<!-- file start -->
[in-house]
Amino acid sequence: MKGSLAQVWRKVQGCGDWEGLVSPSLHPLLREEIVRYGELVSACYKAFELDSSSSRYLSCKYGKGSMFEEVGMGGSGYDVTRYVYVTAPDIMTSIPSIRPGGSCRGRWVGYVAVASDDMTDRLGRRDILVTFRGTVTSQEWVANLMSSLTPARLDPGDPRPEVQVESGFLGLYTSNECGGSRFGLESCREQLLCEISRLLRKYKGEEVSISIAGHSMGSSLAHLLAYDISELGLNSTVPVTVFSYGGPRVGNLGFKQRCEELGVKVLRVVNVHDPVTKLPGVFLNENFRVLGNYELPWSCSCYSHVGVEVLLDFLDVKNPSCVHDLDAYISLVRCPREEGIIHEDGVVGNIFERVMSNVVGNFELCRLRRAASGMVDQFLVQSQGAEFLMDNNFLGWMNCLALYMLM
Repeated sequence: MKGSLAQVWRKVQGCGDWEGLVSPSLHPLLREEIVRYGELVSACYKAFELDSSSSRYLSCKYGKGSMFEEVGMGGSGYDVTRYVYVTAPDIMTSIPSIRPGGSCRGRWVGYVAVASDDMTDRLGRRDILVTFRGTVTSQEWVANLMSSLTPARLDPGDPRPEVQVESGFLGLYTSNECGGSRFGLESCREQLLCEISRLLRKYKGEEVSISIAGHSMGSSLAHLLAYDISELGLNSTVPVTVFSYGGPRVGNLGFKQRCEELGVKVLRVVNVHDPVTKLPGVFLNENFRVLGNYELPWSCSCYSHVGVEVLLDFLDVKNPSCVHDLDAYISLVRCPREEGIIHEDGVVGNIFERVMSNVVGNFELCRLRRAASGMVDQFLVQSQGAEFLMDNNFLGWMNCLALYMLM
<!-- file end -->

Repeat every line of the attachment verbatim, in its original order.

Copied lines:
[in-house]
Amino acid sequence: MKGSLAQVWRKVQGCGDWEGLVSPSLHPLLREEIVRYGELVSACYKAFELDSSSSRYLSCKYGKGSMFEEVGMGGSGYDVTRYVYVTAPDIMTSIPSIRPGGSCRGRWVGYVAVASDDMTDRLGRRDILVTFRGTVTSQEWVANLMSSLTPARLDPGDPRPEVQVESGFLGLYTSNECGGSRFGLESCREQLLCEISRLLRKYKGEEVSISIAGHSMGSSLAHLLAYDISELGLNSTVPVTVFSYGGPRVGNLGFKQRCEELGVKVLRVVNVHDPVTKLPGVFLNENFRVLGNYELPWSCSCYSHVGVEVLLDFLDVKNPSCVHDLDAYISLVRCPREEGIIHEDGVVGNIFERVMSNVVGNFELCRLRRAASGMVDQFLVQSQGAEFLMDNNFLGWMNCLALYMLM
Repeated sequence: MKGSLAQVWRKVQGCGDWEGLVSPSLHPLLREEIVRYGELVSACYKAFELDSSSSRYLSCKYGKGSMFEEVGMGGSGYDVTRYVYVTAPDIMTSIPSIRPGGSCRGRWVGYVAVASDDMTDRLGRRDILVTFRGTVTSQEWVANLMSSLTPARLDPGDPRPEVQVESGFLGLYTSNECGGSRFGLESCREQLLCEISRLLRKYKGEEVSISIAGHSMGSSLAHLLAYDISELGLNSTVPVTVFSYGGPRVGNLGFKQRCEELGVKVLRVVNVHDPVTKLPGVFLNENFRVLGNYELPWSCSCYSHVGVEVLLDFLDVKNPSCVHDLDAYISLVRCPREEGIIHEDGVVGNIFERVMSNVVGNFELCRLRRAASGMVDQFLVQSQGAEFLMDNNFLGWMNCLALYMLM